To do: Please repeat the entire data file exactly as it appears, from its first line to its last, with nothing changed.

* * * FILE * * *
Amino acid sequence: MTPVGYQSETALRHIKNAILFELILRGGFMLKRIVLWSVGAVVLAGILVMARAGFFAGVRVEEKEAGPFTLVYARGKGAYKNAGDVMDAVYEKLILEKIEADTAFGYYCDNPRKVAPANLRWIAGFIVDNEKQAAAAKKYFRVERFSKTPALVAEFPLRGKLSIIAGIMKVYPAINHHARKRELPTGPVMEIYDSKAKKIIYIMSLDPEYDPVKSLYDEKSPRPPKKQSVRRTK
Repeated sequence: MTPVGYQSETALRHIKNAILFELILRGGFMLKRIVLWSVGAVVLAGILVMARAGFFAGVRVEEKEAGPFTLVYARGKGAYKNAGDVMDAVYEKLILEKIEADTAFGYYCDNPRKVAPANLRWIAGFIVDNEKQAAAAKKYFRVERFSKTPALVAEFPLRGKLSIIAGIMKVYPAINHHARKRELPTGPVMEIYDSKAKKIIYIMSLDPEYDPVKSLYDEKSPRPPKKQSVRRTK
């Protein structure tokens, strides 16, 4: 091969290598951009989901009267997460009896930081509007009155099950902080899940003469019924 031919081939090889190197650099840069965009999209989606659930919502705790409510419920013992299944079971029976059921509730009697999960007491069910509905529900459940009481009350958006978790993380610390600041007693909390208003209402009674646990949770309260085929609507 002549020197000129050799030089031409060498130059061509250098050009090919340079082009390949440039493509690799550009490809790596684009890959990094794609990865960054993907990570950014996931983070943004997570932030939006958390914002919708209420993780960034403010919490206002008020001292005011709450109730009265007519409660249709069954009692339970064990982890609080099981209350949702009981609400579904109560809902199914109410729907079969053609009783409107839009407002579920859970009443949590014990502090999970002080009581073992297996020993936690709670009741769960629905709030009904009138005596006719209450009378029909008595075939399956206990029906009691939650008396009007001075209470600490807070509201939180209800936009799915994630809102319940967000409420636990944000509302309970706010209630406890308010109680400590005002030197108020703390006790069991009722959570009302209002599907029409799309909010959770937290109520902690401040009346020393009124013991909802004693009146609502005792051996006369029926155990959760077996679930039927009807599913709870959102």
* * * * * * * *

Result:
Amino acid sequence: MTPVGYQSETALRHIKNAILFELILRGGFMLKRIVLWSVGAVVLAGILVMARAGFFAGVRVEEKEAGPFTLVYARGKGAYKNAGDVMDAVYEKLILEKIEADTAFGYYCDNPRKVAPANLRWIAGFIVDNEKQAAAAKKYFRVERFSKTPALVAEFPLRGKLSIIAGIMKVYPAINHHARKRELPTGPVMEIYDSKAKKIIYIMSLDPEYDPVKSLYDEKSPRPPKKQSVRRTK
Repeated sequence: MTPVGYQSETALRHIKNAILFELILRGGFMLKRIVLWSVGAVVLAGILVMARAGFFAGVRVEEKEAGPFTLVYARGKGAYKNAGDVMDAVYEKLILEKIEADTAFGYYCDNPRKVAPANLRWIAGFIVDNEKQAAAAKKYFRVERFSKTPALVAEFPLRGKLSIIAGIMKVYPAINHHARKRELPTGPVMEIYDSKAKKIIYIMSLDPEYDPVKSLYDEKSPRPPKKQSVRRTK
């Protein structure tokens, strides 16, 4: 091969290598951009989901009267997460009896930081509007009155099950902080899940003469019924 031919081939090889190197650099840069965009999209989606659930919502705790409510419920013992299944079971029976059921509730009697999960007491069910509905529900459940009481009350958006978790993380610390600041007693909390208003209402009674646990949770309260085929609507 002549020197000129050799030089031409060498130059061509250098050009090919340079082009390949440039493509690799550009490809790596684009890959990094794609990865960054993907990570950014996931983070943004997570932030939006958390914002919708209420993780960034403010919490206002008020001292005011709450109730009265007519409660249709069954009692339970064990982890609080099981209350949702009981609400579904109560809902199914109410729907079969053609009783409107839009407002579920859970009443949590014990502090999970002080009581073992297996020993936690709670009741769960629905709030009904009138005596006719209450009378029909008595075939399956206990029906009691939650008396009007001075209470600490807070509201939180209800936009799915994630809102319940967000409420636990944000509302309970706010209630406890308010109680400590005002030197108020703390006790069991009722959570009302209002599907029409799309909010959770937290109520902690401040009346020393009124013991909802004693009146609502005792051996006369029926155990959760077996679930039927009807599913709870959102």